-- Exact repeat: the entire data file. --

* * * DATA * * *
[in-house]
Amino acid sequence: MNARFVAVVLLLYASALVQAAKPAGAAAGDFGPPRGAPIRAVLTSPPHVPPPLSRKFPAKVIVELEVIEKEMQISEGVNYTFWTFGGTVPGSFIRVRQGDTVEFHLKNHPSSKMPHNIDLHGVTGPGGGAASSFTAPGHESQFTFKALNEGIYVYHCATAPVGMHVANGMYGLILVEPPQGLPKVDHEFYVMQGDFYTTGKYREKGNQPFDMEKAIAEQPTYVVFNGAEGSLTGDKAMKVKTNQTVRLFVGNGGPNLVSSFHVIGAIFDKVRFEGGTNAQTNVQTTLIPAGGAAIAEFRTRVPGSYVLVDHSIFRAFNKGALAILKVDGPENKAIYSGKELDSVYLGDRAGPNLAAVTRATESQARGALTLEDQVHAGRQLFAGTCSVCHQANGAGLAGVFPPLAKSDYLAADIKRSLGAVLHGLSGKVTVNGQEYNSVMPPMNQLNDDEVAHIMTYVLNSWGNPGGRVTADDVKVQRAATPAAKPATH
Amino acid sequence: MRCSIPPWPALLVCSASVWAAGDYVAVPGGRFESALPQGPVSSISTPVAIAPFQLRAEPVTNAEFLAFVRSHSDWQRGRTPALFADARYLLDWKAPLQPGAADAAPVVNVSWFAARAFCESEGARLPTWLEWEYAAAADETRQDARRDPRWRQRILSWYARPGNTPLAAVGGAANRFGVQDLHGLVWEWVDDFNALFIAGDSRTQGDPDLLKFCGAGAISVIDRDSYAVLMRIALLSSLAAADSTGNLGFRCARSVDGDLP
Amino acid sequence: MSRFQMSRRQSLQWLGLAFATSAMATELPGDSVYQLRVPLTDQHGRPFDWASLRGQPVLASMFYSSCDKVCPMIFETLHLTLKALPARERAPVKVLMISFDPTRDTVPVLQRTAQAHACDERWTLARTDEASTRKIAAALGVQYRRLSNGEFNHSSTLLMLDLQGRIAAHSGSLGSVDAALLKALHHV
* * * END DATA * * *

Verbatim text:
[in-house]
Amino acid sequence: MNARFVAVVLLLYASALVQAAKPAGAAAGDFGPPRGAPIRAVLTSPPHVPPPLSRKFPAKVIVELEVIEKEMQISEGVNYTFWTFGGTVPGSFIRVRQGDTVEFHLKNHPSSKMPHNIDLHGVTGPGGGAASSFTAPGHESQFTFKALNEGIYVYHCATAPVGMHVANGMYGLILVEPPQGLPKVDHEFYVMQGDFYTTGKYREKGNQPFDMEKAIAEQPTYVVFNGAEGSLTGDKAMKVKTNQTVRLFVGNGGPNLVSSFHVIGAIFDKVRFEGGTNAQTNVQTTLIPAGGAAIAEFRTRVPGSYVLVDHSIFRAFNKGALAILKVDGPENKAIYSGKELDSVYLGDRAGPNLAAVTRATESQARGALTLEDQVHAGRQLFAGTCSVCHQANGAGLAGVFPPLAKSDYLAADIKRSLGAVLHGLSGKVTVNGQEYNSVMPPMNQLNDDEVAHIMTYVLNSWGNPGGRVTADDVKVQRAATPAAKPATH
Amino acid sequence: MRCSIPPWPALLVCSASVWAAGDYVAVPGGRFESALPQGPVSSISTPVAIAPFQLRAEPVTNAEFLAFVRSHSDWQRGRTPALFADARYLLDWKAPLQPGAADAAPVVNVSWFAARAFCESEGARLPTWLEWEYAAAADETRQDARRDPRWRQRILSWYARPGNTPLAAVGGAANRFGVQDLHGLVWEWVDDFNALFIAGDSRTQGDPDLLKFCGAGAISVIDRDSYAVLMRIALLSSLAAADSTGNLGFRCARSVDGDLP
Amino acid sequence: MSRFQMSRRQSLQWLGLAFATSAMATELPGDSVYQLRVPLTDQHGRPFDWASLRGQPVLASMFYSSCDKVCPMIFETLHLTLKALPARERAPVKVLMISFDPTRDTVPVLQRTAQAHACDERWTLARTDEASTRKIAAALGVQYRRLSNGEFNHSSTLLMLDLQGRIAAHSGSLGSVDAALLKALHHV